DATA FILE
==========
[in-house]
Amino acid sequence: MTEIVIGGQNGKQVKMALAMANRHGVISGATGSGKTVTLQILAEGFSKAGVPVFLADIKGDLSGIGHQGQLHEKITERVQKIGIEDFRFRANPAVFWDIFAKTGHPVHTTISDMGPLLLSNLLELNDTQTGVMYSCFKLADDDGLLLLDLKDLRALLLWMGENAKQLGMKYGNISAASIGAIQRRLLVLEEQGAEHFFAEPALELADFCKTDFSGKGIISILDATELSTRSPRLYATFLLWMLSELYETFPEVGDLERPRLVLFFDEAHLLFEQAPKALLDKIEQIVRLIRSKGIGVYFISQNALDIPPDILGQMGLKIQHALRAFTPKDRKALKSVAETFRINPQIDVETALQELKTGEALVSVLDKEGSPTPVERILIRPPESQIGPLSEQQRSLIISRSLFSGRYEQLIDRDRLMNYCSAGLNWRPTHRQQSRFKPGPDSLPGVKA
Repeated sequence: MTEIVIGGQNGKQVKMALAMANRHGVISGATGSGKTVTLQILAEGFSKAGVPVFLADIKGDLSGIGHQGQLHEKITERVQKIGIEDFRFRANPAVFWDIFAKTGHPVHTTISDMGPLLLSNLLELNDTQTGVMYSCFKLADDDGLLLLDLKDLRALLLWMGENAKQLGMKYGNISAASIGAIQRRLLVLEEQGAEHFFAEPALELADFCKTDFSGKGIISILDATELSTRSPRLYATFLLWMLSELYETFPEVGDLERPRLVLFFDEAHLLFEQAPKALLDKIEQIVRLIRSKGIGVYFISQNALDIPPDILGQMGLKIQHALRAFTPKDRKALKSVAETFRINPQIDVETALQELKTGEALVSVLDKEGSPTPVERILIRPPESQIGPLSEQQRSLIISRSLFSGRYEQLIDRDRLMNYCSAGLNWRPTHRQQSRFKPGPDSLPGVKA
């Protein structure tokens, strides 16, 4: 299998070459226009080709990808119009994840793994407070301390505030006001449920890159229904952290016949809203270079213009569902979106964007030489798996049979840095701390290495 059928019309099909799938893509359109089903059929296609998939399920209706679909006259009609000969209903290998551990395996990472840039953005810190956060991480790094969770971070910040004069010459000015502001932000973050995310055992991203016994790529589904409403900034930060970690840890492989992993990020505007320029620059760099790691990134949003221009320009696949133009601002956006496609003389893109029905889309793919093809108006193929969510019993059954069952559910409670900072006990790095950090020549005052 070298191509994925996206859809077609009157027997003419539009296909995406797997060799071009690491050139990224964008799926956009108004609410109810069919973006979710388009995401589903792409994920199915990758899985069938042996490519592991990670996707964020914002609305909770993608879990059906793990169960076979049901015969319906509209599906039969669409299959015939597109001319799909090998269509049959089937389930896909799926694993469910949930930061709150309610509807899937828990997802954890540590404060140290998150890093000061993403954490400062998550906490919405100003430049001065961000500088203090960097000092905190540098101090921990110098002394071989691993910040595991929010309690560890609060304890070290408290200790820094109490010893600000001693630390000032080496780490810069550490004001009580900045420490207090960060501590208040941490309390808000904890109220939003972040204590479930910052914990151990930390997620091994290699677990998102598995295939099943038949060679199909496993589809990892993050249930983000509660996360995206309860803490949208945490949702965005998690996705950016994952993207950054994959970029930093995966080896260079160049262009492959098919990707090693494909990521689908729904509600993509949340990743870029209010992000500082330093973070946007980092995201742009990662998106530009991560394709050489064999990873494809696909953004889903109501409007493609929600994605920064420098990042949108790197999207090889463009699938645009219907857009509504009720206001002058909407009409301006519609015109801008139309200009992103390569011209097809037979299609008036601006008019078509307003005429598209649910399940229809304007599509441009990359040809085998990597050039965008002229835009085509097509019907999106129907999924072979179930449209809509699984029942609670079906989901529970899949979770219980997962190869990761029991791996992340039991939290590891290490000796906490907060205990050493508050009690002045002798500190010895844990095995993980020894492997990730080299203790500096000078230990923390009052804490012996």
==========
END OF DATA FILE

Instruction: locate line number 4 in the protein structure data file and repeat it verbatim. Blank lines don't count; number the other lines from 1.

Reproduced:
């Protein structure tokens, strides 16, 4: 299998070459226009080709990808119009994840793994407070301390505030006001449920890159229904952290016949809203270079213009569902979106964007030489798996049979840095701390290495 059928019309099909799938893509359109089903059929296609998939399920209706679909006259009609000969209903290998551990395996990472840039953005810190956060991480790094969770971070910040004069010459000015502001932000973050995310055992991203016994790529589904409403900034930060970690840890492989992993990020505007320029620059760099790691990134949003221009320009696949133009601002956006496609003389893109029905889309793919093809108006193929969510019993059954069952559910409670900072006990790095950090020549005052 070298191509994925996206859809077609009157027997003419539009296909995406797997060799071009690491050139990224964008799926956009108004609410109810069919973006979710388009995401589903792409994920199915990758899985069938042996490519592991990670996707964020914002609305909770993608879990059906793990169960076979049901015969319906509209599906039969669409299959015939597109001319799909090998269509049959089937389930896909799926694993469910949930930061709150309610509807899937828990997802954890540590404060140290998150890093000061993403954490400062998550906490919405100003430049001065961000500088203090960097000092905190540098101090921990110098002394071989691993910040595991929010309690560890609060304890070290408290200790820094109490010893600000001693630390000032080496780490810069550490004001009580900045420490207090960060501590208040941490309390808000904890109220939003972040204590479930910052914990151990930390997620091994290699677990998102598995295939099943038949060679199909496993589809990892993050249930983000509660996360995206309860803490949208945490949702965005998690996705950016994952993207950054994959970029930093995966080896260079160049262009492959098919990707090693494909990521689908729904509600993509949340990743870029209010992000500082330093973070946007980092995201742009990662998106530009991560394709050489064999990873494809696909953004889903109501409007493609929600994605920064420098990042949108790197999207090889463009699938645009219907857009509504009720206001002058909407009409301006519609015109801008139309200009992103390569011209097809037979299609008036601006008019078509307003005429598209649910399940229809304007599509441009990359040809085998990597050039965008002229835009085509097509019907999106129907999924072979179930449209809509699984029942609670079906989901529970899949979770219980997962190869990761029991791996992340039991939290590891290490000796906490907060205990050493508050009690002045002798500190010895844990095995993980020894492997990730080299203790500096000078230990923390009052804490012996």